The shaft insert 16 of this invention can be inserted before or after a grip has been installed on a shaft or club. If a grip is in place, e.g. when retrofitting existing clubs, as shown in FIG. 2 a, the air hole in the standard size grip, which is normally about 0.15 inches in diameter, needs to be enlarged to about 0.55 inches. This may be accomplished by use of a plug cutter (not shown). The larger hole will allow insertion of the shaft insert 16 itself as well as an insert adjuster 17 or 22, to make penetration adjustments or to remove the shaft insert 16. Although not necessary when a bonding agent has been used to attach the shaft insert within a shaft, the grip plug 20 can be replaced and bonded into its original position to assure that the club has been rendered non-adjustable during play and thereby conforming to the present Rules of Golf.
The maximum range of said penetration P possible with this embodiment will depend in large part on the profile of the inner surface of the golf shaft 10 and the size and shape of the shaft insert 16. Materials hard enough to provide the range of stiffness required for suitable shaft inserts will allow minimal compression, so that retrofitting standard golf clubs may constrain the range of penetration P due to the taper of the shaft. The range of penetration can be increased with the use of a compressible material placed between the two shafts as described in the alternative embodiments.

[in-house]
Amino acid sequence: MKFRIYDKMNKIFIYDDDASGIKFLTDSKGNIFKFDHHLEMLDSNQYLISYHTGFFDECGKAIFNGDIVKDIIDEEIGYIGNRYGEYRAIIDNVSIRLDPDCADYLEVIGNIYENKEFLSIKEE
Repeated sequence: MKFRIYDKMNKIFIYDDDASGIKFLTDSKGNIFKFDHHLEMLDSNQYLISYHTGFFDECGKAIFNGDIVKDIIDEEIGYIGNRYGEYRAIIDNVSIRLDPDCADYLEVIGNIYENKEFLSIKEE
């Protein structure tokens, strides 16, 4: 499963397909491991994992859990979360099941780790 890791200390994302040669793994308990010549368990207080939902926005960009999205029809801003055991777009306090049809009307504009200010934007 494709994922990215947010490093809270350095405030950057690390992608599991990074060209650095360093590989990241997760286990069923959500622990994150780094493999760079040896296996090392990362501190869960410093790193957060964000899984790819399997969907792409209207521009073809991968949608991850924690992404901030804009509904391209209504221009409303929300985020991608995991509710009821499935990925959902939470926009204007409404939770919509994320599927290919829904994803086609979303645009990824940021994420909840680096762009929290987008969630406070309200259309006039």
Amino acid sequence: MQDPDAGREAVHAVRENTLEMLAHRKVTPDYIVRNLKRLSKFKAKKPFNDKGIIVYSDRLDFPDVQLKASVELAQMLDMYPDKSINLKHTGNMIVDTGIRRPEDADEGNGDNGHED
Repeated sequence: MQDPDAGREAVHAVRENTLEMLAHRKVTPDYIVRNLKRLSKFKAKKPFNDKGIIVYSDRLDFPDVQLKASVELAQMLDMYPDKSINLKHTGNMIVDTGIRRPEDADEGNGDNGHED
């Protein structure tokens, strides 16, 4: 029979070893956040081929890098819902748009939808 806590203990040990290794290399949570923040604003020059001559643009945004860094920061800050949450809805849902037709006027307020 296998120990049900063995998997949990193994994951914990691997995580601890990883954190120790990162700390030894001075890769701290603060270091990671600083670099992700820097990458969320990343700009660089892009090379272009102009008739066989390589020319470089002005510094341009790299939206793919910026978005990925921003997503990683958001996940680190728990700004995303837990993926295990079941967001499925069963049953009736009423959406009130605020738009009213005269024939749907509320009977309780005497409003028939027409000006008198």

In general the extent of penetration P of the shaft insert into the shaft will range from about 1 to about 10 inches, preferably about 2 to about 6 inches. Adjustment of the extent of penetration P of the shaft insert changes the overall flex of the shaft in the Toe and Swing Planes of the golf club and therefore the club's dynamic swing parameters. For instance, as the penetration of an 18-inch tubular aluminum shaft insert is varied over a four-inch range, the overall shaft flex, as measured in industry standard terms of frequency, changes approximately 7 CPM (cycles per minute). The range of adjustment can be increased by an additional 7 CPM by replacing the 18-inch insert cited above with a 24-inch insert. Thus starting with a golf club which has a 255 CPM natural flex without any insert, and using either the 18-inch aluminum insert or the 24-inch insert, a combined range of flexes from 255 to 269 CPM can be spanned. This CPM range covers 90% of the hundreds of golfers tested by the inventor using the traditional trial and error fitting methods to find the best flex for each player. Other higher strength-to-weight ratio materials can be used to form the shaft inserts, e.g. graphite, aluminum, or titanium. These materials will increase the range of a single insert length and are within the scope of this invention. An insert can only increase the overall stiffness of a golf shaft. It cannot decrease the stiffness below the original stiffness of the shaft.